This article belongs to In Search of Laughs! column.

(A lesson in personal humility)


From Subic Bay in the Philippines, to a 2,000 seat arena on the Island of Diego Garcia in the Pacific Ocean, when I have been onstage doing comedy shows for our Armed Forces, I've known I had two things in common with them: the first was we were all proud Americans, the second was this far away, we all missed home!


Historically, the two most popular overseas shows have always been the incomparable Bob Hope, and The Cowboy Cheerleader's tour. Mr. Hope's trips made generation after generation of Americans feel remembered and appreciated. The Dallas Cheerleaders always renewed memories of what is so unique and fun about our homeland.


USO performers rarely receive pay.  In fact, we pay for most of our food and housing, but it's always a very low military rate. Plus, a per diem check from the local Recreation office covers almost everything. While in I was in Manila, I lived in the Hilton's Ambassador Suite for $18 dollars a day. Not bad work, if you can get it! Maboohay!


Morale and Recreation officers worldwide actually make these shows happen. Without their attention to the hundreds of little things needing fixing, the performers wouldn't survive the trips. My utmost thanks to these energetic individuals who don't get thanked enough for their effort! My special thanks to the Morale Officer who helped me find the same tailor in Bangkok, Thailand, who handmade suits for my father, twenty years earlier.  Mr. Lee (the tailor) gave the Morale officer a free suit too.


Since the Korean War, the United States has had more than thirty million troops serve overseas in the most mind-boggling locations imaginable. Some comics think these "duty-honor-country" people deserve a few extra laughs, and we are willing to go anywhere the troops are based, to make that sure that happens.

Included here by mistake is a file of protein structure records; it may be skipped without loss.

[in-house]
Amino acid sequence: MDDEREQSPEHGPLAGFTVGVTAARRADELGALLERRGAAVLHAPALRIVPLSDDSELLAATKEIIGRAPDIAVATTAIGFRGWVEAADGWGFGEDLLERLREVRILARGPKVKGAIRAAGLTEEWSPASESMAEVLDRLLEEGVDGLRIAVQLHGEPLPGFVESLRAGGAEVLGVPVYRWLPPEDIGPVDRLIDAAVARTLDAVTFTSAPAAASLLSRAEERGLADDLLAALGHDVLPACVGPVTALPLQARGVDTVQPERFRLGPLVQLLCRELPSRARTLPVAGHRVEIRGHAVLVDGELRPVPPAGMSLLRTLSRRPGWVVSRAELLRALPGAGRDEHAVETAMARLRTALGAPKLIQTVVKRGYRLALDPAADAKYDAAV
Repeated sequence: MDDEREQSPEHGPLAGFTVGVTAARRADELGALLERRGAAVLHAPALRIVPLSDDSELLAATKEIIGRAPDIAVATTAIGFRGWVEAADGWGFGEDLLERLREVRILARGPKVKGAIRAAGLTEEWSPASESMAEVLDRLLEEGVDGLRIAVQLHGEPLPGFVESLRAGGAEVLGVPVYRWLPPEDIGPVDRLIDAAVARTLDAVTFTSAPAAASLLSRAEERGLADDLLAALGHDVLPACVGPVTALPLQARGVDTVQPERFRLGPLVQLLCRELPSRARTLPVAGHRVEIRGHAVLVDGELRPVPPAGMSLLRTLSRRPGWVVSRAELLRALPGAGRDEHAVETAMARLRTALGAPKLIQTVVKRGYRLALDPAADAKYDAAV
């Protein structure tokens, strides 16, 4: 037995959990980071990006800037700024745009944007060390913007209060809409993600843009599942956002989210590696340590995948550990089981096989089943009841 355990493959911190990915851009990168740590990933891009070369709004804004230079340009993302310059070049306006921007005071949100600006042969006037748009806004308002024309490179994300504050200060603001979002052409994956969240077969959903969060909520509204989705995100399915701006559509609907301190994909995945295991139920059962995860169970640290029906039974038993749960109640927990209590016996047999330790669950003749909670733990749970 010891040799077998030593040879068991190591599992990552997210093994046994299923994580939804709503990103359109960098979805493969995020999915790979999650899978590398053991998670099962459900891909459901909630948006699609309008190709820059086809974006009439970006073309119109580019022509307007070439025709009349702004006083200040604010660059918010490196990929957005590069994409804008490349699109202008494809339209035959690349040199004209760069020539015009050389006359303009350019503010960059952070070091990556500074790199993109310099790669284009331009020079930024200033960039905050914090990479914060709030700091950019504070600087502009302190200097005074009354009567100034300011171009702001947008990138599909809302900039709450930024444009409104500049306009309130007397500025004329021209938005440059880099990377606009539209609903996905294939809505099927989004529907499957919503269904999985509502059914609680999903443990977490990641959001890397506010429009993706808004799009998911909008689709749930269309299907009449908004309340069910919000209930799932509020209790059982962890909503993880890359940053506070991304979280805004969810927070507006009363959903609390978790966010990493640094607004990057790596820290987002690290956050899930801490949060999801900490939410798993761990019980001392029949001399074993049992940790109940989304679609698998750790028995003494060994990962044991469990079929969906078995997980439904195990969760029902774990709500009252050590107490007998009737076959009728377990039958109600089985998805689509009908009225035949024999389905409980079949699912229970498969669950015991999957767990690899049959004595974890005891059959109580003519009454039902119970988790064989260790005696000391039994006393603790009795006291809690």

From the K9 Naval Air Station, south of Seoul, Korea, to the Air Force Base in Kyoto, Japan, the performing experience for me basically amounted to commenting on familiar icons at home, and what we'd all do when we first got back.  Nobody wants to hear bad news or criticism: just remind us about what's happening while we're gone, and make us laugh-Mr. Red Shoes guy!


Just a word about mission, theirs and mine: It makes no difference if one's mission and orders are popular, or not.  When in the service of your country, you follow your orders, and you complete your mission. That's the job they signed up for, that's the job they'll finish. The same goes for the performers. We do our job. We finish our mission.


I found that doing my job was difficult enough with all the travel and pressure of being dependably funny at times of the day I'd never done shows. (9am, Noon, and 5pm on an aircraft carrier.) The military doesn't want to hear about comedy being funnier after dark. But, I wasn't risking my life and my limbs, as our soldiers do.  I wondered where they got the strength to do what they had to do.


I admit its fun being a standup comic.  Now that I think I know what I'm doing onstage, it's also pretty easy. But, I'm just some goofy guy.  I'm white on top, (hair) red on the bottom, (shoes) and funny in the middle. I felt quite insignificant when I stood alongside our men and women in uniform. Those Americans are busting a gut to do a real job,

worldwide; they are really making a big difference in the world, and inside themselves. Don't forget them!


Now that 1.6 million servicemen and women have done their duty in Iraq and Afghanistan, and returned home, ask any of them who saw a USO or DOD Overseas ShowÖask them if they enjoyed it.


Day after stinking day, our servicemen and women, stand tall overseas.  It's only fitting they should receive a few visits from entertainers thanking them for all of  their sacrifices. Wherever they are dispatched, our citizen soldiers take a parcel of our shared American experiences with them, and hold it close. I will always hold these memories just as close. It's a honor and privilege to laugh with them all.